Détails d'une promesse

We will ensure that Canada becomes a party to the international Arms Trade Treaty.

Trudeau polimetre - 2015
Promesse réalisée

Real Change: A New Plan For a Strong Middle Class (page 54)


September 2019 - This promise is kept in full since Canada adopted Bill C-47 - An Act to amend the Export and Import Permits Act and the Criminal Code (amendments permitting the accession to the Arms Trade Treaty and other amendments) and officially acceded to the Arms Trade Treaty on June 19, 2019.


June 19, 2019 - Canada: Accession to the Arms Trade Treaty - United Nations

December 13, 2018Bill C-47 - An Act to amend the Export and Import Permits Act and the Criminal Code (amendments permitting the accession to the Arms Trade Treaty and other amendments) (Recieved Royal Assent)

November 22, 2017 - "The government is proposing language in an arms treaty bill that would maintain cabinet’s power to authorize arms shipments to countries involved in civilian conflict, as Canada has done over the past two years in the case of Saudi Arabia, iPolitics has learned." - Feds want to maintain cabinet power over arms shipments in treaty bill - iPolitics

March 22, 2017 - "In 2017, Canada will also join the international Arms Trade Treaty. This agreement ensures that countries have effective systems in place to control the international trade of weapons so that they are not used to support terrorism, organized crime, gender-based violence or human rights abuses. Budget 2017 proposes to invest $13 million over five years to allow Canada to implement this treaty and further strengthen its export control regime " Building a strong middle class, Budget 2017-2018, p.183 - Government of Canada

April 13, 2017 - "Canada also recognizes the importance of promoting the ATT and is contributing $1 million to the UN Trust Facility Supporting Cooperation on Arms Regulation, in order to help other countries accede to the ATT." - Canada prepares to join the Arms Trade Treaty - Global Affairs Canada

June 30, 2016 - "The Honourable Stéphane Dion, Minister of Foreign Affairs, today issued the following statement: “In conformity with electoral commitments, Canada will become a state party to the Arms Trade Treaty [ATT]. […] “Accession to the treaty will reflect Prime Minister Justin Trudeau’s commitment to multilateralism. In addition to bringing Canada into line with its NATO and G7 partners, finally becoming a full participant at the ATT Meeting of States Parties will allow the government to be more effective in its quest for a more transparent and accountable arms trade, not only here in Canada but throughout the world." - Minister Dion statement on Canada's accession to Arms Trade Treaty and reform of export permit controls and reporting system - Global Affairs Canada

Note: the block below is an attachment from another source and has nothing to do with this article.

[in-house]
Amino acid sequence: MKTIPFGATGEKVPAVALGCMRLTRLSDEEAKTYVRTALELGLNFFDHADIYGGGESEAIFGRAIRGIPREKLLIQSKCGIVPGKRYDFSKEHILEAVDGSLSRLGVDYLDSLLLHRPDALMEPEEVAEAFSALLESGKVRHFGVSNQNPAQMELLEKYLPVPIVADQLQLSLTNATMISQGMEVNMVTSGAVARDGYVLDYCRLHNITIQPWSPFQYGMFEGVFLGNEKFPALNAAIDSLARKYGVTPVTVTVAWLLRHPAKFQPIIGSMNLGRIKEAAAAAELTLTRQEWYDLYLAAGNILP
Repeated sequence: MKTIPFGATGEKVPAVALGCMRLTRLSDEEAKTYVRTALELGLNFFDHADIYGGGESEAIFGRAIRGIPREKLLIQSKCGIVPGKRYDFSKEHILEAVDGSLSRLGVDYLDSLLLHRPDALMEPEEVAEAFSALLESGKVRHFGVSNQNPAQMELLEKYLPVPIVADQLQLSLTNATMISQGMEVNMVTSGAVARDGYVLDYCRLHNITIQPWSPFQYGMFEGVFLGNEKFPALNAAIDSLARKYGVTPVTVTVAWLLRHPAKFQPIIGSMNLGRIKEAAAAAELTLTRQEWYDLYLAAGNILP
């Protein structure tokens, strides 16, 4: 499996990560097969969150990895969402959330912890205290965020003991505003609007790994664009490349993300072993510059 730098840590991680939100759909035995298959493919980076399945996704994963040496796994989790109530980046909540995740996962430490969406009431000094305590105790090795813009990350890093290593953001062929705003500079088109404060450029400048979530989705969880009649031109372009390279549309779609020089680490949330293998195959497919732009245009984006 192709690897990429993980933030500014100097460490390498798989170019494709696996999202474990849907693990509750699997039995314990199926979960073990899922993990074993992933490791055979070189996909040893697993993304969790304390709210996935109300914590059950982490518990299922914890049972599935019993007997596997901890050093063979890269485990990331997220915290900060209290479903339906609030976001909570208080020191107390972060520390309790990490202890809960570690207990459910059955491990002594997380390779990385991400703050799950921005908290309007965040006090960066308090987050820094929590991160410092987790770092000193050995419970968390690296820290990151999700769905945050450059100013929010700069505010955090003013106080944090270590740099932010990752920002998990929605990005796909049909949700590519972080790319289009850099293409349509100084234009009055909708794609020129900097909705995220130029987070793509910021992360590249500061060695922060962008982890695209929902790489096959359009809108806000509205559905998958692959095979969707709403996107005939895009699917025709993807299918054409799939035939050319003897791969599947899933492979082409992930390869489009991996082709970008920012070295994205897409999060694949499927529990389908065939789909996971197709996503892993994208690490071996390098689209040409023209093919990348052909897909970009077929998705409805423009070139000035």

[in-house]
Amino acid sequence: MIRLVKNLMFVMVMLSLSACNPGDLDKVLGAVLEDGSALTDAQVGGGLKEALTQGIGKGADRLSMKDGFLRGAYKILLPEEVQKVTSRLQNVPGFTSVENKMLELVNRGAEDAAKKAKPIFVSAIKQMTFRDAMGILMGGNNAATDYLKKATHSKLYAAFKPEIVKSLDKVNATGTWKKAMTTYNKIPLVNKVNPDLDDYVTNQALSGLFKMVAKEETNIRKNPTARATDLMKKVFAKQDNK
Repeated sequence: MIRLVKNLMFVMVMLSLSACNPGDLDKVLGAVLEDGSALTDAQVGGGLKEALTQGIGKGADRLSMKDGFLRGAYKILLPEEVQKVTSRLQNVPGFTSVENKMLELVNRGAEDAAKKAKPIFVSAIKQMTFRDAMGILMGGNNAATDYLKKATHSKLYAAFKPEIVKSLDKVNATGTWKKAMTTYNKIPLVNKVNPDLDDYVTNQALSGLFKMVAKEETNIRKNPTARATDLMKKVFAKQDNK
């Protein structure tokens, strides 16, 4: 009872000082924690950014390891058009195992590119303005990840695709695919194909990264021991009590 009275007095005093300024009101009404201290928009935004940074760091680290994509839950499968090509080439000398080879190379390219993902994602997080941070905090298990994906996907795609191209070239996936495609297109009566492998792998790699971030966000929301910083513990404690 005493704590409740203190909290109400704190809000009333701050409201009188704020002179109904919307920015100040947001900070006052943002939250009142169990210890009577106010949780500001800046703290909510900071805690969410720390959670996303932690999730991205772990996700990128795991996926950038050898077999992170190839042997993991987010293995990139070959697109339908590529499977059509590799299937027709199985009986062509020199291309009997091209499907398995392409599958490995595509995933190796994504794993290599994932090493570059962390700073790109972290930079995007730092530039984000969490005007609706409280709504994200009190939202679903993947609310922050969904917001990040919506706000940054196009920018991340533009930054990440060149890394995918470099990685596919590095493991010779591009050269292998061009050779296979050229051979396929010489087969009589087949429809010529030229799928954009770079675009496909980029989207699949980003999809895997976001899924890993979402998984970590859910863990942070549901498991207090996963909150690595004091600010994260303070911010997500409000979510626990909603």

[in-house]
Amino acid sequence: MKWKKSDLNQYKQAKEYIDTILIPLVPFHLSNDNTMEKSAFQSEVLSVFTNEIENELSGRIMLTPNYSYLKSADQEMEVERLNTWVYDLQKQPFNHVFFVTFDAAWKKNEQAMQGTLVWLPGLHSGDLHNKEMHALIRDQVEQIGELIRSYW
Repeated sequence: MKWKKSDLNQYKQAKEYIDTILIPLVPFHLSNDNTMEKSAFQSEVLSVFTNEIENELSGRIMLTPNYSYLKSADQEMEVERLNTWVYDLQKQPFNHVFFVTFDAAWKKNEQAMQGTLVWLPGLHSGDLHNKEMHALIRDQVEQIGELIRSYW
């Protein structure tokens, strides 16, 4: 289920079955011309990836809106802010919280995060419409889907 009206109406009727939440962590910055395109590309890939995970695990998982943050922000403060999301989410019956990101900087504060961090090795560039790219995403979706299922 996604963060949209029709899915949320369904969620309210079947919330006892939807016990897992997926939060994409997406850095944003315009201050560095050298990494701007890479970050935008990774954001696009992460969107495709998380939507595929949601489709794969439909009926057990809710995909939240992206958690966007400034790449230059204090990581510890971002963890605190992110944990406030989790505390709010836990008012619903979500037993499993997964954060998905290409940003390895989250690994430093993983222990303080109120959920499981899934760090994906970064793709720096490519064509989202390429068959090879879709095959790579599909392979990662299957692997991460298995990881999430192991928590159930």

May 02, 2016 - "The Honourable Stéphane Dion, Minister of Foreign Affairs, today met with Kim Won-soo, UN Under Secretary-General and High Representative for Disarmament Affairs, during the High Representative’s visit to Ottawa. Minister Dion took the opportunity to reaffirm the Government of Canada’s commitment to support the work of the UN Office for Disarmament Affairs (UNODA) to strengthen multilateral approaches and strategies, including the Arms Trade Treaty and other arms control mechanisms, aimed at reducing threats posed by the proliferation of conventional weapons." - Minister Dion welcomes UN High Representative for Disarmament - Global Affairs Canada

December 20, 2015 - " Trudeau promised during the federal campaign that Canada would sign the UN Arms Trade Treaty. All of Canada's NATO allies, including the U.S. have signed on to the treaty that went into force in December 2014. That means Canada has now missed its opportunity to simply join the treaty. Now Canada must essentially apply to join, only after undertaking a legislative or regulatory review to ensure there are no roadblocks in our domestic law, said Grant. "Our colleagues in Ottawa are looking at it," said Grant. "It will take a little bit of time." - Trudeau looking beyond seat at UN Security Council - CTV News

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